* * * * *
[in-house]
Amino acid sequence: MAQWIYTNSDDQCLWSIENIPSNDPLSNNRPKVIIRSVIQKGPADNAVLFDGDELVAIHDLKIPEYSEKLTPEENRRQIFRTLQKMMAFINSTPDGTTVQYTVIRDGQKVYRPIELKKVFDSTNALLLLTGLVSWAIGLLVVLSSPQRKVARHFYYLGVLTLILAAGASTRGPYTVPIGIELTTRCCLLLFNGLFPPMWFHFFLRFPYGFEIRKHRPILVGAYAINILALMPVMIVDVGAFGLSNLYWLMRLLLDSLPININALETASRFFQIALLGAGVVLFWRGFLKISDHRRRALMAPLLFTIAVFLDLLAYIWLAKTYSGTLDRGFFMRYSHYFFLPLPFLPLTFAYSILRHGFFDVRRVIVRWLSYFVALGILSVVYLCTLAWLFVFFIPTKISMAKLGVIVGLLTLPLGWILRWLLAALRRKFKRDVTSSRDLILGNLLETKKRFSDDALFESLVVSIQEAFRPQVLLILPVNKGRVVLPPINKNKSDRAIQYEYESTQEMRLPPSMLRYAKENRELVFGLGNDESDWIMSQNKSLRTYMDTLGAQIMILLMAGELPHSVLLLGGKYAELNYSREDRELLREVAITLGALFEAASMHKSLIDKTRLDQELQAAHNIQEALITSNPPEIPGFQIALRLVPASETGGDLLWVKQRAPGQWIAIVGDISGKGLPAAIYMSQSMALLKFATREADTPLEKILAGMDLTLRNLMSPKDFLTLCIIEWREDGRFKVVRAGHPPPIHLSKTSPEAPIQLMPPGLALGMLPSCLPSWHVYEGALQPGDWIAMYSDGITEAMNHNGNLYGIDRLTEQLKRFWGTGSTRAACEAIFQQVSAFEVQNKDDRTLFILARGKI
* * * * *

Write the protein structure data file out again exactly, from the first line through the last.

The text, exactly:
[in-house]
Amino acid sequence: MAQWIYTNSDDQCLWSIENIPSNDPLSNNRPKVIIRSVIQKGPADNAVLFDGDELVAIHDLKIPEYSEKLTPEENRRQIFRTLQKMMAFINSTPDGTTVQYTVIRDGQKVYRPIELKKVFDSTNALLLLTGLVSWAIGLLVVLSSPQRKVARHFYYLGVLTLILAAGASTRGPYTVPIGIELTTRCCLLLFNGLFPPMWFHFFLRFPYGFEIRKHRPILVGAYAINILALMPVMIVDVGAFGLSNLYWLMRLLLDSLPININALETASRFFQIALLGAGVVLFWRGFLKISDHRRRALMAPLLFTIAVFLDLLAYIWLAKTYSGTLDRGFFMRYSHYFFLPLPFLPLTFAYSILRHGFFDVRRVIVRWLSYFVALGILSVVYLCTLAWLFVFFIPTKISMAKLGVIVGLLTLPLGWILRWLLAALRRKFKRDVTSSRDLILGNLLETKKRFSDDALFESLVVSIQEAFRPQVLLILPVNKGRVVLPPINKNKSDRAIQYEYESTQEMRLPPSMLRYAKENRELVFGLGNDESDWIMSQNKSLRTYMDTLGAQIMILLMAGELPHSVLLLGGKYAELNYSREDRELLREVAITLGALFEAASMHKSLIDKTRLDQELQAAHNIQEALITSNPPEIPGFQIALRLVPASETGGDLLWVKQRAPGQWIAIVGDISGKGLPAAIYMSQSMALLKFATREADTPLEKILAGMDLTLRNLMSPKDFLTLCIIEWREDGRFKVVRAGHPPPIHLSKTSPEAPIQLMPPGLALGMLPSCLPSWHVYEGALQPGDWIAMYSDGITEAMNHNGNLYGIDRLTEQLKRFWGTGSTRAACEAIFQQVSAFEVQNKDDRTLFILARGKI